We’ve all by now heard of the tragic death of Linda Norgrove,  the British aid worker who lost her life Friday during a rescue attempt gone horribly awry in Kunar province, northern Afghanistan.

We owe such a debt of gratitude to people like Ms. Norgrove, who are willing to risk their lives to help people in some of the world’s most dangerous places.

Making the story unalterably sadder, she may have died because of a grenade thrown by US forces trying to rescue her-“friendly fire.”  But I hope that this won’t be used as an excuse for criticism of US forces in Afghanistan. In a piece on Ms. Norgrove death, Max Boot explains why not:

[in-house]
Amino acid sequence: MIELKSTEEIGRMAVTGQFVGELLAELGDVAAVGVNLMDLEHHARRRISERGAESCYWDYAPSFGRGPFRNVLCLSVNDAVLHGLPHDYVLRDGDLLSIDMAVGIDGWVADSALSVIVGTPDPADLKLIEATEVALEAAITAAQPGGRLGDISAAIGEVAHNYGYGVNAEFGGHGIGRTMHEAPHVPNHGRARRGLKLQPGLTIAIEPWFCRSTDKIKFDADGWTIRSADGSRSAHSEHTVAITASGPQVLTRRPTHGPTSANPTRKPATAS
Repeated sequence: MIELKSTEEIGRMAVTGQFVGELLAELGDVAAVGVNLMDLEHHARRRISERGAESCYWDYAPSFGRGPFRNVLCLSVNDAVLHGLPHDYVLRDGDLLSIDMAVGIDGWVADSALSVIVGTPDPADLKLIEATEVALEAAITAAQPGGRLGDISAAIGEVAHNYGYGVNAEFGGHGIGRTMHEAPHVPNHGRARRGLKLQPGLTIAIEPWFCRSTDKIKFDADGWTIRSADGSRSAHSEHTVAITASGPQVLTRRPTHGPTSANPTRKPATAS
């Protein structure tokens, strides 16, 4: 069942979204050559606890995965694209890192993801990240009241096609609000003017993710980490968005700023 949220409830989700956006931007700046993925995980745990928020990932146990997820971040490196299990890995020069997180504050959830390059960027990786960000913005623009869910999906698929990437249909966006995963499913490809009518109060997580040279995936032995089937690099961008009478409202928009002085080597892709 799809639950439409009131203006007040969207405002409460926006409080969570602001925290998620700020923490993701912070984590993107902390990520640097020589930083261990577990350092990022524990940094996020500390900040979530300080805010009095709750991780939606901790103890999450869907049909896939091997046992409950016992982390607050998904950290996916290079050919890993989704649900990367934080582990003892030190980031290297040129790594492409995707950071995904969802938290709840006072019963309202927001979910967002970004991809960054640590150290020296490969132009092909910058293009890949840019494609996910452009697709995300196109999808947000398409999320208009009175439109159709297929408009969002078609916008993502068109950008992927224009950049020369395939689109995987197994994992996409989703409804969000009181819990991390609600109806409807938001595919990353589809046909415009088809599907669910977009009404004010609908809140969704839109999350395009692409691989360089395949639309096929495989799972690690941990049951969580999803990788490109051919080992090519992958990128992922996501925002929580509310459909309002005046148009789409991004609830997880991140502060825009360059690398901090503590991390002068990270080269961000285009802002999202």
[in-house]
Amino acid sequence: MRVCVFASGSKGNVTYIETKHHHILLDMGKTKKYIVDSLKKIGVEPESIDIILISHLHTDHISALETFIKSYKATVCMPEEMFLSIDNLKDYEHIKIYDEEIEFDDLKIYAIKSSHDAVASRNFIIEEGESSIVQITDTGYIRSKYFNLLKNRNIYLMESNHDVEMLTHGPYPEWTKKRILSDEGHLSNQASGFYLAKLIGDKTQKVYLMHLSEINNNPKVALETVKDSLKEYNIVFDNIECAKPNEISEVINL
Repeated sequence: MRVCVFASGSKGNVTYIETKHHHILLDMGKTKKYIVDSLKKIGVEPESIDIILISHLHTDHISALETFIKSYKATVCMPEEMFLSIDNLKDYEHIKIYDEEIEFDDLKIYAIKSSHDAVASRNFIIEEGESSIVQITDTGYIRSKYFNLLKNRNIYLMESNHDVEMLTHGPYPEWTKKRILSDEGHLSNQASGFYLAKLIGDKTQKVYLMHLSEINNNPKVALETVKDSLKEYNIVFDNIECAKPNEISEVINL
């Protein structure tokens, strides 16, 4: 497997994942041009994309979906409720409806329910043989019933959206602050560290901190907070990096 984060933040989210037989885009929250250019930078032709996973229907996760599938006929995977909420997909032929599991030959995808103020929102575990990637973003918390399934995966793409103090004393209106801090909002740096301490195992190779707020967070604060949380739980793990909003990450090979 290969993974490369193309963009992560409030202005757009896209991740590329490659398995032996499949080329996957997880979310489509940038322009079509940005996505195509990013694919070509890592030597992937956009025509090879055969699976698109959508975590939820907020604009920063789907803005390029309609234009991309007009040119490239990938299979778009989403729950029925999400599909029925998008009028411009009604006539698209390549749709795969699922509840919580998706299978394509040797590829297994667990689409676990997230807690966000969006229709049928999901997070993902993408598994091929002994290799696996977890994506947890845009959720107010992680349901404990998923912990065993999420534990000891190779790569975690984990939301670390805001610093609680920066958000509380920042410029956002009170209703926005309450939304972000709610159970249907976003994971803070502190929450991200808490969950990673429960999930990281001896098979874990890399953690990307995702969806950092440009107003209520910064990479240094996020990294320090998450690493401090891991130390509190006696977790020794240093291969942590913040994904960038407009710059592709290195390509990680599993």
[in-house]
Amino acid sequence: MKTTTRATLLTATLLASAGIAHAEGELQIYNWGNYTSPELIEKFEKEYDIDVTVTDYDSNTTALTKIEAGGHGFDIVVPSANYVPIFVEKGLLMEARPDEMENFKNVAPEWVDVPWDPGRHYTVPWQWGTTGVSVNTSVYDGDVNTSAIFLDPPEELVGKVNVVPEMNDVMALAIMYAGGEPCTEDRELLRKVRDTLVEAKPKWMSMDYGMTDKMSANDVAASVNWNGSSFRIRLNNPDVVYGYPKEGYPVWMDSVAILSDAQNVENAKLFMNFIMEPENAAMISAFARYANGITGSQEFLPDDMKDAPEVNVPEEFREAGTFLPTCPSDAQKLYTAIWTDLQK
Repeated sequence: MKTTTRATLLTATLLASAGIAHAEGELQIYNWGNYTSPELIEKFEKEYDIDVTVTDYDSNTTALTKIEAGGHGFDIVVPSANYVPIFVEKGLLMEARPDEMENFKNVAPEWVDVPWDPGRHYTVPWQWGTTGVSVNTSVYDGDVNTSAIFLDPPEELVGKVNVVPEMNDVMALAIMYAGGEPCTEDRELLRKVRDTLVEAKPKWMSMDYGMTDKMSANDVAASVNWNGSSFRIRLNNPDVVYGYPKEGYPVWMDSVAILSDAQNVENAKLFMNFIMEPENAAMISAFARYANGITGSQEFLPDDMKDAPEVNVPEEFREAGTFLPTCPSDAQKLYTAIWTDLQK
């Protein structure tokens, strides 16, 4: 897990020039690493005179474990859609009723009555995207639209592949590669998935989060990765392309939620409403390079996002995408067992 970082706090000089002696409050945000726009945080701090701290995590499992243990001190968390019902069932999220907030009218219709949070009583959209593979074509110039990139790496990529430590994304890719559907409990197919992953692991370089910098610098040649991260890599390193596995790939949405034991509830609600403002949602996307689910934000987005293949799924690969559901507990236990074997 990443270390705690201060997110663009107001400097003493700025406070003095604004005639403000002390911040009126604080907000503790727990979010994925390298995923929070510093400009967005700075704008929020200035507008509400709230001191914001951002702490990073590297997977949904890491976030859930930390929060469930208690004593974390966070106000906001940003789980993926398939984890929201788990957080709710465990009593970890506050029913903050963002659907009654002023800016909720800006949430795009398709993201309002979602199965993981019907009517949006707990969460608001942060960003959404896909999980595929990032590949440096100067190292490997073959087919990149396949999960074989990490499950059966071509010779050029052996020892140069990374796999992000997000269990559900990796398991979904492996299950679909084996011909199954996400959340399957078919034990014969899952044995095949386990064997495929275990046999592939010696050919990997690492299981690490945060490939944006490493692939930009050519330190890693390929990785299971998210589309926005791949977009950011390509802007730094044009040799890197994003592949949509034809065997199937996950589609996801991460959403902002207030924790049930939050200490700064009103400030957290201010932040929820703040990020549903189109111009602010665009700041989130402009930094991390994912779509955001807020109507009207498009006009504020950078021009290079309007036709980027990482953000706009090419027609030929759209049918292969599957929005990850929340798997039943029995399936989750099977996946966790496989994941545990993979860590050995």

A Special Forces friend of mine once vowed that, if he were killed by “friendly fire,” he would come back from the grave and haunt any family members who dared to complain about the manner of his death. His point was that battle involves the risk of getting killed, and it doesn’t much matter whether the bullet was fired by your side or by the enemy. He didn’t want the kind of spectacle made of his death that has occurred over Pat Tillman, the former NFL player who, while serving as a Ranger in Afghanistan, was accidentally killed by fellow Rangers.

In the case of Tillman’s death, the military appears to have compounded the tragedy by trying to conceal the truth about how Tillman died.  The US is investigating Linda Norgrove’s death, and that is the right thing to do. We mourn Ms. Norgrove’s death, we admire her life; but the world is a dangerous place and bad things happen.